Natural To Worry About Unknown Future

Natural To Worry About Unknown Future

As a disclaimer, this is not a hard-hitting editorial criticizing a certain government’s direction or policy decision. We look forward to those critiques soon. In the meantime, this comes from this newspaper’s heart and in many ways is the exact opposite of what a newspaper editorial should represent. We don’t care. We need to work through what’s on our mind. Perhaps you do, too. Writing is how we do it in our line of work.

We are worried. We are concerned for our business community. Restaurants and bars are facing an unprecedented challenge in the days and weeks ahead. These businesses have been shuttered by the government due to the ongoing health crisis, but other operations able to be open have their own challenges. People are being ordered to stay home, be cautious and stay away from other people. While it’s right to curb the spread, social isolation will carry disastrous fiscal consequences for small businesses, governments, employees and families.

In our case, this newspaper will face the biggest financial challenge in its 36-year history over the coming weeks as dependable advertising revenue has evaporated with restaurants and bars being forced out of business temporarily the day before the bar holiday of St. Patrick’s Day. We, like the many restaurants managing scaled down carryout operations, will not be the same until this virus has run its course and government mandates are lifted. Our typical newspaper for this time of year is 80 pages. This week’s issue is 48 pages. We hope to get creative with our product in the coming weeks to continue serving this community, but 40% revenue losses for weeks will be impossible to shoulder.

We are needed to provide the news to our community. We will continue to do that online during the week and every Friday in print so long as we can. We can’t guarantee we will survive a long stretch like this in print. We might need to go online only at some point until this health scare has abated. Our printer might cease operations at some point to protect their employees. Anything can happen. That much we have learned over the last week. Adjustments must be made and tough decisions loom. We don’t know the path forward, but we will continue to be of service. It just might look different.

There is no road map out of this pandemic. It’s going to take time, which tourism-based resort businesses cannot spare right now.

The Ocean City community has gone through tough times before, namely after Mother Nature’s wrath. Those situations were rebuildable, however, and short lived. There was progress to be had each day in physically bouncing back and recovering the monetary loss associated with a lost week of revenue. The fallout of this pandemic is another matter altogether. This is going to require patience, maturity and balance. It’s unknown when all will be right. It’s this lack of clarity that makes obtaining the proper perspective and optimism the greatest challenge of our generation from an economic, psychological and wellness standpoint.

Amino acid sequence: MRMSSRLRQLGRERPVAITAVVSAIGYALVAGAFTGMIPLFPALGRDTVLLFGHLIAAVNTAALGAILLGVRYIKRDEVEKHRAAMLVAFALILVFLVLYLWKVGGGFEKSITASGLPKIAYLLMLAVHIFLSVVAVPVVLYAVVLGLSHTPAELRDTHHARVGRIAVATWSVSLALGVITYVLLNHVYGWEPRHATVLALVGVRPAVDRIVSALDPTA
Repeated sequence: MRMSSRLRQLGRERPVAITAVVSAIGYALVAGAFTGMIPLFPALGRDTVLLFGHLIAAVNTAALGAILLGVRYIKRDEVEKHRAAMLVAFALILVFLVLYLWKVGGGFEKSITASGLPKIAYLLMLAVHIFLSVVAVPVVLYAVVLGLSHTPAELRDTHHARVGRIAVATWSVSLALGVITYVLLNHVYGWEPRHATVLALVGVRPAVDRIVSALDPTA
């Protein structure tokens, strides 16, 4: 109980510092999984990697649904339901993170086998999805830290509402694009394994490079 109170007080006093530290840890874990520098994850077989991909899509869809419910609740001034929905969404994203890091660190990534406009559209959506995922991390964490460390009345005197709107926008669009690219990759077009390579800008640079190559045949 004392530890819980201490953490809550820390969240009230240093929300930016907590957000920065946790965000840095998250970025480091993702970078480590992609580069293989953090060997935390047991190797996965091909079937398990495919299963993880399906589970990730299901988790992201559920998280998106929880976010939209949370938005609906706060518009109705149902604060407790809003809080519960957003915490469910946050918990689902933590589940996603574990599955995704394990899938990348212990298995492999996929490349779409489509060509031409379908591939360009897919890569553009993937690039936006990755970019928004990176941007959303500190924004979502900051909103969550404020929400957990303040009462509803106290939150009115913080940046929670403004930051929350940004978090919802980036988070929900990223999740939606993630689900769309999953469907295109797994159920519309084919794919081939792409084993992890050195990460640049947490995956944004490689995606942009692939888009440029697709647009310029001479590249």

Rather than gearing up for the summer season, focusing on staffing and booking entertainment for summer weekends, many businesses are culling through websites for financial relief through government agencies. There can be no assumptions about anything currently.

In times like this when all seems off, we find comfort in faith. We do not wish to offend, but perhaps it will bring solace to many struggling today to come to terms with might be our new normal for some time to come. In times of extreme distress, we find comfort in knowing there is more at play in life than the material world. John 14:27 says, “Peace I leave with you; my peace I give to you. Not as the world gives do I give to you. Let not your hearts be troubled, neither let them be afraid.” John 16:33 says, “I have said these things to you, that in me you may have peace. In the world you will have tribulation. But take heart; I have overcome the world.” Philippians 4:6 says, “Don’t worry about anything; instead, pray about everything. Tell God what you need and thank him for all he has done.”

Dramatic is not in our nature as a media company. However, after speaking with multiple business owners this week bracing for the realities to come, we know the stress of life right now is real and intense. Though we are concerned and unsure of many facets of our own business operations, we will overcome through seeking new opportunities. It’s survival mode.

Some type of normal will eventually return. It might not be this summer. There might not be a real tourism season this year. It’s a scary proposition. We hope it’s not the case. We optimistically dream by Memorial Day all will be right. We realize though it might be more like the Fourth of July. It’s impossible to know today and it’s disheartening.

Amid this apprehension and doubt, our hope for all is peace, understanding, health, optimism and patience. We will get through this hell in time. Until more promising days come, we will be thinking about and praying for everyone in our business community as well as the mental, physical and social well-being of our populace. We will be ready to rally to help as soon as safely able.

About The Author: Steven Green

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The writer has been with The Dispatch in various capacities since 1995, including serving as editor and publisher since 2004. His previous titles were managing editor, staff writer, sports editor, sales account manager and copy editor. Growing up in Salisbury before moving to Berlin, Green graduated from Worcester Preparatory School in 1993 and graduated from Loyola University Baltimore in 1997 with degrees in Communications (journalism concentration) and Political Science.